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Monday, August 30, 2004

McCain's Speech

John McCain gave is speech tonight. Transcript here. It was a strong defense of George Bush's handling of the War on Terror and an even stronger defense of the Iraq War. It also contained a dig at Michael Moore that I am sure will be in all the papers. Here are a few good parts, but the whole speech was stirring.

It's a big thing, this war. It's a fight between a just regard for human dignity and a malevolent force that defiles an honorable religion by disputing God's love for every soul on earth. It's a fight between right and wrong, good and evil. And should our enemies acquire for their arsenal the chemical, biological and nuclear weapons they seek, this war will become a much bigger thing. So it is, whether we wished it or not, that we have come to the test of our generation, to our rendezvous with destiny.
Powerful words reminding us of the threat we face. I call this bit of the speech the fuck France segment:
And, as we've been a good friend to other countries in moments of shared perils, so we have good reason to expect their solidarity with us in this struggle. That is what the President believes. And, thanks to his efforts we have received valuable assistance from many good friends around the globe, even if we have, at times, been disappointed with the reactions of some.
This is the section in which he begin his strongest defense of the Iraq War, and throws in the attack on Moore:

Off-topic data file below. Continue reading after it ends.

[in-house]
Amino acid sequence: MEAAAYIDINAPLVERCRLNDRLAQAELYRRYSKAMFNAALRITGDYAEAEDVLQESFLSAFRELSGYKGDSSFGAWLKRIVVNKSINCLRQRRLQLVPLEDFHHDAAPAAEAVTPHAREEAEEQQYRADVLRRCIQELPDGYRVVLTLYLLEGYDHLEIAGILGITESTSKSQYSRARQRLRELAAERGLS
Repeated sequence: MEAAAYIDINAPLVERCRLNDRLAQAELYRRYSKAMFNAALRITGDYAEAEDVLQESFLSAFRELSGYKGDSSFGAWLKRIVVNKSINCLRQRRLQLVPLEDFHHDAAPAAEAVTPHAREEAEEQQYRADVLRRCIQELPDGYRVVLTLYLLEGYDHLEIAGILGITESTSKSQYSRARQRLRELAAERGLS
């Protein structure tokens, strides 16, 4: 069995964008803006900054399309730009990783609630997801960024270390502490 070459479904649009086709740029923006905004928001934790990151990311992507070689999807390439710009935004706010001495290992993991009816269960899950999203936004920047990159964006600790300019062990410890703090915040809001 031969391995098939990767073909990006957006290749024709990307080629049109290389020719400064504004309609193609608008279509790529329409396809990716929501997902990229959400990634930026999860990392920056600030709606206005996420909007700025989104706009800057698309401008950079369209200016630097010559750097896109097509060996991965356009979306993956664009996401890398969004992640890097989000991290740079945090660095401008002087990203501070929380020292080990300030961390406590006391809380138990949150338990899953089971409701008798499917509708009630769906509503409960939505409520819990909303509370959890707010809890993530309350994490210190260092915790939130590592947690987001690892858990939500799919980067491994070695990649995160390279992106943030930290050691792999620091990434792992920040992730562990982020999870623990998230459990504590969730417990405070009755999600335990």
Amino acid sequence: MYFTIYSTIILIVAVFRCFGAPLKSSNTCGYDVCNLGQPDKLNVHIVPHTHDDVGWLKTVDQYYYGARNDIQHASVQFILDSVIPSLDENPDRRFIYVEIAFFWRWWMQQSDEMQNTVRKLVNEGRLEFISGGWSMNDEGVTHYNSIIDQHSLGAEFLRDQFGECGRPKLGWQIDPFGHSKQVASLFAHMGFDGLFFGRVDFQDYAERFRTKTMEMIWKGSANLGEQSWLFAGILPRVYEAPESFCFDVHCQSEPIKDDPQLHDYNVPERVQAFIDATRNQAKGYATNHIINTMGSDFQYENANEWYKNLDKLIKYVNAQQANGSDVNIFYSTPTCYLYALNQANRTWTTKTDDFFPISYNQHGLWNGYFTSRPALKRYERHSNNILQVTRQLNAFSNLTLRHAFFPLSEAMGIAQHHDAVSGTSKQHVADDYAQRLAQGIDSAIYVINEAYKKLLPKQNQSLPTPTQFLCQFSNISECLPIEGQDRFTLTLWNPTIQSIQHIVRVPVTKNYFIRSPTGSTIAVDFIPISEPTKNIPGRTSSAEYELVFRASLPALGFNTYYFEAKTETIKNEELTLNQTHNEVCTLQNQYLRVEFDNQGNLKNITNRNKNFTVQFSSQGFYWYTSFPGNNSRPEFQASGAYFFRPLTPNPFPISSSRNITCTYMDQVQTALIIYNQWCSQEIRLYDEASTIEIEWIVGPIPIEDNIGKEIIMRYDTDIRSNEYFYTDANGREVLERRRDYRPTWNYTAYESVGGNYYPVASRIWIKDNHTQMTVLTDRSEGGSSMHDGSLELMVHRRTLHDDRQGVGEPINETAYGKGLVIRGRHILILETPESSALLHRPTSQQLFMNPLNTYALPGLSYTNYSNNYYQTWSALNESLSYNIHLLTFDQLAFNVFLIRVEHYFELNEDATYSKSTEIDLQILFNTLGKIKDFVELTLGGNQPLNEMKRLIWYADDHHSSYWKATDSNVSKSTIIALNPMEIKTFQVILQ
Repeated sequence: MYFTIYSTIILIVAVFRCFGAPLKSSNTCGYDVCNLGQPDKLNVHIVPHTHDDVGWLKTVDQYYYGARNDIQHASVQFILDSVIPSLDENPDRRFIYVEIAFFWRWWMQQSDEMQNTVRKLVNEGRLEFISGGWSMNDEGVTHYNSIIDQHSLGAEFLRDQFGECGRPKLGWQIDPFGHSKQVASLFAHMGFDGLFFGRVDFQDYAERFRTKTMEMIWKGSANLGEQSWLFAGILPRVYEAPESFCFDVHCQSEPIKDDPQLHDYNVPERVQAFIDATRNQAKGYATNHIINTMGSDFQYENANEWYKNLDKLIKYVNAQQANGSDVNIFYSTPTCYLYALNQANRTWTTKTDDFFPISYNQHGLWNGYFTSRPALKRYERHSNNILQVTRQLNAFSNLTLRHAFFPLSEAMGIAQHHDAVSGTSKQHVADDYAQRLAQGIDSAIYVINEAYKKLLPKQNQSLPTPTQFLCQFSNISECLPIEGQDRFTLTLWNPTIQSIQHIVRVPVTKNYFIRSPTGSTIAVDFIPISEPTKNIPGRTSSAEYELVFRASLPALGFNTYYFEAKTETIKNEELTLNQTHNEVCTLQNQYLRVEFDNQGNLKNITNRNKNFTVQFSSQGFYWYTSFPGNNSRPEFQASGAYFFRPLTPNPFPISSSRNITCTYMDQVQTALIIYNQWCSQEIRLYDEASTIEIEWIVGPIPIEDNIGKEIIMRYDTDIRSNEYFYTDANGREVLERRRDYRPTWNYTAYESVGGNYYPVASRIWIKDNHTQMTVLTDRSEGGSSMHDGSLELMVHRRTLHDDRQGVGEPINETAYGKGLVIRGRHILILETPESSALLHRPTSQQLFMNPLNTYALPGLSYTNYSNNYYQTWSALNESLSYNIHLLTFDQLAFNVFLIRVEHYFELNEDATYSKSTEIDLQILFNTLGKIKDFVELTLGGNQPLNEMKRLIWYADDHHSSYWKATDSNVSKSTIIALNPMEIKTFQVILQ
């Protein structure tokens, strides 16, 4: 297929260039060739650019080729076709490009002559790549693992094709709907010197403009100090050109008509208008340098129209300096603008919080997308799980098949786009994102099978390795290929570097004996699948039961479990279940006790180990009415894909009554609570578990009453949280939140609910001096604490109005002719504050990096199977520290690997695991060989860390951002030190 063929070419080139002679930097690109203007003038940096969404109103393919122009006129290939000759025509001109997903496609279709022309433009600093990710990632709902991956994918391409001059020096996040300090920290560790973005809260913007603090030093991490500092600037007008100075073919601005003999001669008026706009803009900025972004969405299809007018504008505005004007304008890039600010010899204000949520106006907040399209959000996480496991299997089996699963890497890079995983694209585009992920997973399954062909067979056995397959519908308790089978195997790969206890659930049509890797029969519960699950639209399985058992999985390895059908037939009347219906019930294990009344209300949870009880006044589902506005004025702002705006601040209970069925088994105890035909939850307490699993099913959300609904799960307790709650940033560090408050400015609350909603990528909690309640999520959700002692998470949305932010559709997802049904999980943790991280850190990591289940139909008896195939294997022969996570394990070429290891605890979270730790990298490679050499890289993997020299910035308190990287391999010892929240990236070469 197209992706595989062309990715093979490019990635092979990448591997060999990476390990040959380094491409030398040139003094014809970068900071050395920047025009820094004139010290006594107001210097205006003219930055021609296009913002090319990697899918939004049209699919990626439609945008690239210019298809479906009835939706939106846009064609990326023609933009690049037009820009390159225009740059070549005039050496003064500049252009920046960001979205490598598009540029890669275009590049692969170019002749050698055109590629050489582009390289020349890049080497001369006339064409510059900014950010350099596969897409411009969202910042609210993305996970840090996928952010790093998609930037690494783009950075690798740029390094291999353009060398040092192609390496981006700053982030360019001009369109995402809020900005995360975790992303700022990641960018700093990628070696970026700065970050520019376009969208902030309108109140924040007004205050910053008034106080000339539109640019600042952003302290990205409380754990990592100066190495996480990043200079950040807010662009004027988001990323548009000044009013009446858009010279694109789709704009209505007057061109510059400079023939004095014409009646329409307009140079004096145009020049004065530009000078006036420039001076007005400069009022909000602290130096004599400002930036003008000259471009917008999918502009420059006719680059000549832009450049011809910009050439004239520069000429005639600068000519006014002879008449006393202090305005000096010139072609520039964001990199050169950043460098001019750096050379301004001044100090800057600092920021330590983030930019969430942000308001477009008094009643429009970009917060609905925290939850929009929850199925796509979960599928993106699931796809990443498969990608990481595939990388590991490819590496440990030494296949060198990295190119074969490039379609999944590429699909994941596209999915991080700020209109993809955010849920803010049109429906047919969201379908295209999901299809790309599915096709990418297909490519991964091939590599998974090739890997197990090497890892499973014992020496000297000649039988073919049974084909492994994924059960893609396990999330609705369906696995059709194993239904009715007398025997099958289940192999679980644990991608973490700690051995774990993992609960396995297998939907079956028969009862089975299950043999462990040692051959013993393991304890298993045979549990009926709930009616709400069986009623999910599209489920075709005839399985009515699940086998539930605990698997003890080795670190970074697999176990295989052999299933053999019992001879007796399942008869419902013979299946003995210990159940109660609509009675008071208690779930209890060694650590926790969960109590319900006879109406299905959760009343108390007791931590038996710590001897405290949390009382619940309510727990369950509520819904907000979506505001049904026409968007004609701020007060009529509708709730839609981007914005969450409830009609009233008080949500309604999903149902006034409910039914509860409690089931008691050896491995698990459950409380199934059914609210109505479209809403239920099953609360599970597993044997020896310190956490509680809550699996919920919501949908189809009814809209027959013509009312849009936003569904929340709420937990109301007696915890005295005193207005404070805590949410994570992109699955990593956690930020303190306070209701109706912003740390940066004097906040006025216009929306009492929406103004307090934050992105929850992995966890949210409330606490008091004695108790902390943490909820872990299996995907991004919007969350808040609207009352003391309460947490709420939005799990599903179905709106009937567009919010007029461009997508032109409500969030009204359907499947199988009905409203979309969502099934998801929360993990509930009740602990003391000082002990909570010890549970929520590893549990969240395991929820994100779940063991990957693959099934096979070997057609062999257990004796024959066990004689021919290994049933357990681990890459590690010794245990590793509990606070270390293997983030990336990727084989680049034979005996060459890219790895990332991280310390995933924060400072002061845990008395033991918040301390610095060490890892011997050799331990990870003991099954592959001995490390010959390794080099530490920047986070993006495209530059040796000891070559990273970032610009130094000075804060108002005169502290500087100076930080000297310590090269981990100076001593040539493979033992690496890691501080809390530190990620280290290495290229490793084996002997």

The years of keeping Saddam in a box were coming to a close. The international consensus that he be kept isolated and unarmed had eroded to the point that many critics of military action had decided the time had come again to do business with Saddam, despite his near daily attacks on our pilots, and his refusal, until his last day in power, to allow the unrestricted inspection of his arsenal. Our choice wasn't between a benign status quo and the bloodshed of war. It was between war and a graver threat. Don't let anyone tell you otherwise. Not our critics abroad. Not our political opponents. And certainly not a disingenuous film maker who would have us believe that Saddam's Iraq was an oasis of peace when in fact it was a place of indescribable cruelty, torture chambers, mass graves and prisons that destroyed the lives of the small children held inside their walls. Whether or not Saddam possessed the terrible weapons he once had and used, freed from international pressure and the threat of military action, he would have acquired them again.
I won't quote any more although there were several more good parts to it. I highly recommend you read it yourself. My thoughts in summary are that it was a very well delivered speech and a strong defense of George Bush and his foreign policy. Bush couldn't have asked for more from McCain on this. Also, it is definitely set a tone of attack and strongly backing up the President's policies. No apologies and no holds barred. I expect that the entire convention will follow this tone.


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